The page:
Board Lessons from the OpenAI Saga


    The Business Times, 5 January 2024


    OpenAI, developer of the artificial intelligence (AI) system, ChatGPT, has drawn global attention for its governance issues.

    In November 2023, the board dismissed its CEO, Sam Altman, and removed its chair. Subsequently, the chief technology officer was named CEO-designate, only for her to call for Altman’s return – adding her voice to the employees’ demands for the reinstatement of Altman and the board’s resignation. Within days, Altman was reappointed CEO, and most of the board departed.

    These turbulent events, almost Shakespearean in their dramatic twists in boardroom in-fighting, offer valuable governance lessons for boards.

    Board-CEO dynamics and culture

    One of the most underrated and difficult jobs of the board is the selection, nurturing and management of the CEO.

    In Singapore, where most firms are family-owned, CEO management becomes a special challenge for boards. If the CEO’s family is the controlling shareholder that appoints the majority of directors, CEO removal is only a remote possibility. The stakes are higher for boards to ensure CEOs do not act in their own self-interest. This requires building trust over time, management skills and a degree of finesse in the boardroom.

    This trust was absent in OpenAI’s case, with the board saying Altman was sacked for not being candid in his communications with it. The board clearly found managing the CEO difficult, given his position as co-founder and celebrity AI poster child.

    Trust is eroded when conflict within the board is not well-managed. It falls to the chair to actively manage conflict, ensure dissent is constructive, and develop outcomes that serve the enterprise’s long-term success.

    It appeared that OpenAI’s directors clashed over the direction and speed of its AI development. It would seem a positive board culture, with transparency and open communication among directors, was lacking. Without this, boards can degenerate into dysfunction.

    Stakeholder engagement

    All boards need to engage meaningfully with their key stakeholders. Stakeholders, including investors and employees, have to be convinced of the direction the board is taking the company.

    When Altman was abruptly terminated – via  a video call with the board – Microsoft, OpenAI’s biggest investor, was surprisingly blindsided. Even if OpenAI was not legally obliged to consult Microsoft beforehand, effective stakeholder engagement and investor relations would suggest that significant stakeholders should be brought on board before major corporate exercises are implemented.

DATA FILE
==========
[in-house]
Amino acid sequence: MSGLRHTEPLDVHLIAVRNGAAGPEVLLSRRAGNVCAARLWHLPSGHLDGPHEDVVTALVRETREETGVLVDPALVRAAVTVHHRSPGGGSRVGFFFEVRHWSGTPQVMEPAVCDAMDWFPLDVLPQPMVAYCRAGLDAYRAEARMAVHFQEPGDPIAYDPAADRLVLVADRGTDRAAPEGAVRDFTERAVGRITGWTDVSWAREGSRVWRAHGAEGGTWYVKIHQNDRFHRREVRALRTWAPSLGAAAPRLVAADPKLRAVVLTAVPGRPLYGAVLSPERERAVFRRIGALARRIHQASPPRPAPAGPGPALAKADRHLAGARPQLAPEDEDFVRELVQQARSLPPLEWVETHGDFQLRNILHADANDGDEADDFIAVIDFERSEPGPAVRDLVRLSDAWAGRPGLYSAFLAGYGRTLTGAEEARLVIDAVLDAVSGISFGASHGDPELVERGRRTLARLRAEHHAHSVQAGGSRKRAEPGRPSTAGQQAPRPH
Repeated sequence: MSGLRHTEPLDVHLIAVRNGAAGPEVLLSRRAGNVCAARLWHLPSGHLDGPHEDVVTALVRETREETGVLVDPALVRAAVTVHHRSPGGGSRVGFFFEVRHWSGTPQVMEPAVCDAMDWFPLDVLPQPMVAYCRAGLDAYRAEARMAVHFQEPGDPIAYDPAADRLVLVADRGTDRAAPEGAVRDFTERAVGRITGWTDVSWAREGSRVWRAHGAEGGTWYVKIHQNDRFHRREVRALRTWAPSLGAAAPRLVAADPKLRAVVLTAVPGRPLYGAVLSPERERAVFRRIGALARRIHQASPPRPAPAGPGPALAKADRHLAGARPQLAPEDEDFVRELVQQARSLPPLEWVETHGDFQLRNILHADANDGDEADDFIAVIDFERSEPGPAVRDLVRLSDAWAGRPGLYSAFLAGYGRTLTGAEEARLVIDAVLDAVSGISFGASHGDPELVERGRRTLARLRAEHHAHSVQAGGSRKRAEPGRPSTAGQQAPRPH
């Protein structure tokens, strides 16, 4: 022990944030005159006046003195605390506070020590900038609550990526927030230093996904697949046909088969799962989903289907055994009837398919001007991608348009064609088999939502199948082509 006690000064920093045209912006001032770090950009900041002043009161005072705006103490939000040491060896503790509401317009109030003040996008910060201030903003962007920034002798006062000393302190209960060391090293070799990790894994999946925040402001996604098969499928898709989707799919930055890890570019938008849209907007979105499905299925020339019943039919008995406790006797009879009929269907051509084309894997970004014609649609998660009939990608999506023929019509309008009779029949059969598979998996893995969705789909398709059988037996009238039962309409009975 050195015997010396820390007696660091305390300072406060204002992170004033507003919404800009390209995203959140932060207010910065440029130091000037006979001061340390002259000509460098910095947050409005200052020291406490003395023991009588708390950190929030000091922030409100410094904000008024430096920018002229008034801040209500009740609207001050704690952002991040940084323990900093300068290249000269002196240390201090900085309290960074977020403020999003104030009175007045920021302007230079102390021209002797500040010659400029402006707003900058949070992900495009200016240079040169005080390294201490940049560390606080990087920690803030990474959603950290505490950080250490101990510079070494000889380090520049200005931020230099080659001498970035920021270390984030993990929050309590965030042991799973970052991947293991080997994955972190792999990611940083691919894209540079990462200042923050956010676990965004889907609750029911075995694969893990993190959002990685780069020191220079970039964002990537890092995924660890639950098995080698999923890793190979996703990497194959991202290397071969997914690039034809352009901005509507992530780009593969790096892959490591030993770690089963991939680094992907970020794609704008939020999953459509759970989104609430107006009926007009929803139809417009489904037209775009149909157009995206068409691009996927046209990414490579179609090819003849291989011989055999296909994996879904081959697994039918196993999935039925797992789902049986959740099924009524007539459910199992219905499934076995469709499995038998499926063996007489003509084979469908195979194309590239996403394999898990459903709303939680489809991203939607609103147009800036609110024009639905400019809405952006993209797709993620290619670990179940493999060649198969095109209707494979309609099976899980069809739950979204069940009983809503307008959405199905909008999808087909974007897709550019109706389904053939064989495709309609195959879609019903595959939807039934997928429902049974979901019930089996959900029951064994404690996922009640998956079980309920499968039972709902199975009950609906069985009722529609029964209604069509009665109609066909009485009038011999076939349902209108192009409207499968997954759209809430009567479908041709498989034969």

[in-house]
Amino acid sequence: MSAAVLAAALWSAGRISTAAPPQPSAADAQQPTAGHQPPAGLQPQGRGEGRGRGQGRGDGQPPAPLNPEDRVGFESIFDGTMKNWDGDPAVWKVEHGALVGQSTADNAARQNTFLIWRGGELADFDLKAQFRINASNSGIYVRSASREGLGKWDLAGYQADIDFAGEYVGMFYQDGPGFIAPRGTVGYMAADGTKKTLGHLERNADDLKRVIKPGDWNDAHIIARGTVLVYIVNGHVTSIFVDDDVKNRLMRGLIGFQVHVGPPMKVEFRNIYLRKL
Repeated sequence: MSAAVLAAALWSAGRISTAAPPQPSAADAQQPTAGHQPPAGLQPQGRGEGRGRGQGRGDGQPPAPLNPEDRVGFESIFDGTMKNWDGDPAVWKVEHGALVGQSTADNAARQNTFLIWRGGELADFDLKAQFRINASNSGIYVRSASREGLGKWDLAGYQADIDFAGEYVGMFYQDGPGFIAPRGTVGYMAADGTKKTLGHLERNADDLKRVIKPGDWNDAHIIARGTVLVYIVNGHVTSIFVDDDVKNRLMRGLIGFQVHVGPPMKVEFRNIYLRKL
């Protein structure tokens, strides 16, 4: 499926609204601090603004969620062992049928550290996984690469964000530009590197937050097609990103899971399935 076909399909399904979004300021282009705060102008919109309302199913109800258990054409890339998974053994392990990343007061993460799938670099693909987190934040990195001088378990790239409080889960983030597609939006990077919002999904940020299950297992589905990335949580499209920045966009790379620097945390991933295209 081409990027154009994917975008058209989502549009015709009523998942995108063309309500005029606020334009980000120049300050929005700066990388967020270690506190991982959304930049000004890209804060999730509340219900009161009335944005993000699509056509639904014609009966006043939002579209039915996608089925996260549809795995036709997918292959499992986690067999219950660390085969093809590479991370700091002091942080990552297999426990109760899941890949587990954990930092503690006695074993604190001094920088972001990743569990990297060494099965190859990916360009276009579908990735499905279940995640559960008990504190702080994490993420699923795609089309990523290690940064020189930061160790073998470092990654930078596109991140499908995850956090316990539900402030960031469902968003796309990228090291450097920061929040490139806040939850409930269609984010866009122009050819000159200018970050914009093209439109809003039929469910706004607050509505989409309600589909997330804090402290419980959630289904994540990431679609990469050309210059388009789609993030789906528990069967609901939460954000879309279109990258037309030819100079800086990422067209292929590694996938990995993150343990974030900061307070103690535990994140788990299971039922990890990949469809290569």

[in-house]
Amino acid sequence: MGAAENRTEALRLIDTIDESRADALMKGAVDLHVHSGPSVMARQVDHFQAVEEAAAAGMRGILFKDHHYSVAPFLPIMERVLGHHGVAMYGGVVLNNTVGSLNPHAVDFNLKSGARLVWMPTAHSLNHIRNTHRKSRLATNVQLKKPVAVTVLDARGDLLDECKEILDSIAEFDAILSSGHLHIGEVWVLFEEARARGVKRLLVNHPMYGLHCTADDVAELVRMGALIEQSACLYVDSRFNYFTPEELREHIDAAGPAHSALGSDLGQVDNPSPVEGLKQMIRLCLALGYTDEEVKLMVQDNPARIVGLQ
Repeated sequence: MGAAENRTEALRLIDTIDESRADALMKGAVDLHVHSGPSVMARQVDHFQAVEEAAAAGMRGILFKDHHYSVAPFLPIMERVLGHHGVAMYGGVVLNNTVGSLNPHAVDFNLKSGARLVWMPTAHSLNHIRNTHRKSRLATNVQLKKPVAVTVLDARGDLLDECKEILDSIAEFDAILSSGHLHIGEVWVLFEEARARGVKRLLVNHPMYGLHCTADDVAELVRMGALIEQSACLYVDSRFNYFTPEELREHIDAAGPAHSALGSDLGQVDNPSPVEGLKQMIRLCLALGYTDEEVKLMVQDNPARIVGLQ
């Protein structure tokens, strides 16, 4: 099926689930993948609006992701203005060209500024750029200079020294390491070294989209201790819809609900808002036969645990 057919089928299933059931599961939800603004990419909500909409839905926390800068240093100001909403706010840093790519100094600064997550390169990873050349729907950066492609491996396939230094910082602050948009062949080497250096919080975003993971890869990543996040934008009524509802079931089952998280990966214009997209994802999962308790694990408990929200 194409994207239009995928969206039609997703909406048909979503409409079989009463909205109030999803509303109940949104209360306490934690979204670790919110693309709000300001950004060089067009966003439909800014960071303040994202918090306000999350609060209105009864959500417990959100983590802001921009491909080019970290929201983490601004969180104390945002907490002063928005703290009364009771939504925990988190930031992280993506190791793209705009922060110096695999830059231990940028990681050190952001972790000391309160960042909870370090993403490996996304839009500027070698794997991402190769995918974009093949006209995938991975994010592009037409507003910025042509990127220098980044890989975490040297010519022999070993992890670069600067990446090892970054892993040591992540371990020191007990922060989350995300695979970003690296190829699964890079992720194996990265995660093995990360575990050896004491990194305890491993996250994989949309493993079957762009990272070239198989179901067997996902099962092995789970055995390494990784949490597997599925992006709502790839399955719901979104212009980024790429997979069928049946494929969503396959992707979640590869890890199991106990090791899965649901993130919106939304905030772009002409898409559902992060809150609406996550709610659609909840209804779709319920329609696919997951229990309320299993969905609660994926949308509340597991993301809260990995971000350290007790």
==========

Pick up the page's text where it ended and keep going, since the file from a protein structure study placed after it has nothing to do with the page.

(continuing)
The threat from its employees to resign en masse – and calls for the board to resign – also underscores how out of touch the board was with its workforce. The board failed to appreciate the level of support Altman had and how critical his role was in holding the organisation together.

    Succession planning

    Board engagement with senior management cannot be superficial. Boards need to have a clear succession plan for CEOs and key management personnel, along with a crisis management playbook. Directors cannot afford to be hands-off in any leadership change, as mishandling this can lead to irreparable damage to the board’s reputation and credibility.

    The backlash to the board’s attempt to exit Altman from the company demonstrated a mismanaged transition process.

    More broadly, companies should protect their talent and human capital, as these can be the real assets of value in a business – less so algorithms or codes which can be re-engineered.

    Board composition

    Board renewal is key. As businesses mature, the company should recruit directors with suitably diverse skill sets, expertise and experience relevant to the company’s development journey.

    OpenAI’s six-person board might have been appropriate for a fast-growing startup, but it is doubtful if the board remained fit for purpose when ChatGPT’s valuation reached US$86 billion (S$114 billion). Nearly all the original directors were in their 30s, with an average age of 36. Did the board have sufficient gravitas, seniority, diversity and depth of commercial expertise to oversee such a huge enterprise effectively?


    It is important for boards to instil values that are aligned with the corporation’s mission and purpose, and cascade these values throughout the organisation. Boards can do this by adopting an ethical framework or code of conduct.

    Some attribute the travails at OpenAI to its structure as a nonprofit with the mission of ensuring that AI “benefits all of humanity”. While uncommon, this structure is not that unusual.

    In Singapore, many nonprofits are set up as companies limited by guarantee (CLGs). Some of these nonprofit CLGs are established to manage public assets, such as Gardens by the Bay and Esplanade – Theatres on the Bay. It is possible for CLGs to form for-profit subsidiaries to raise funds and earn income to support the nonprofit’s objectives. For example, SPH Media Trust  is a CLG that owns its media brands as for-profit subsidiaries.

    OpenAI formed a for-profit subsidiary to bring in the necessary funds for the development of ChatGPT. Issues arose, however, when the startup’s valuation reached astronomical levels, outgrowing and confusing the mission of the nonprofit parent, resulting in divisions at the board level.

    Ultimately, chairs and their boards should be united behind a common corporate purpose, and work harmoniously to align the organisation’s values in its service. One can only hope that the newly-constituted board of OpenAI has that clarity of purpose.

    The writer is a Vice-Chairman of the Singapore Institute of Directors.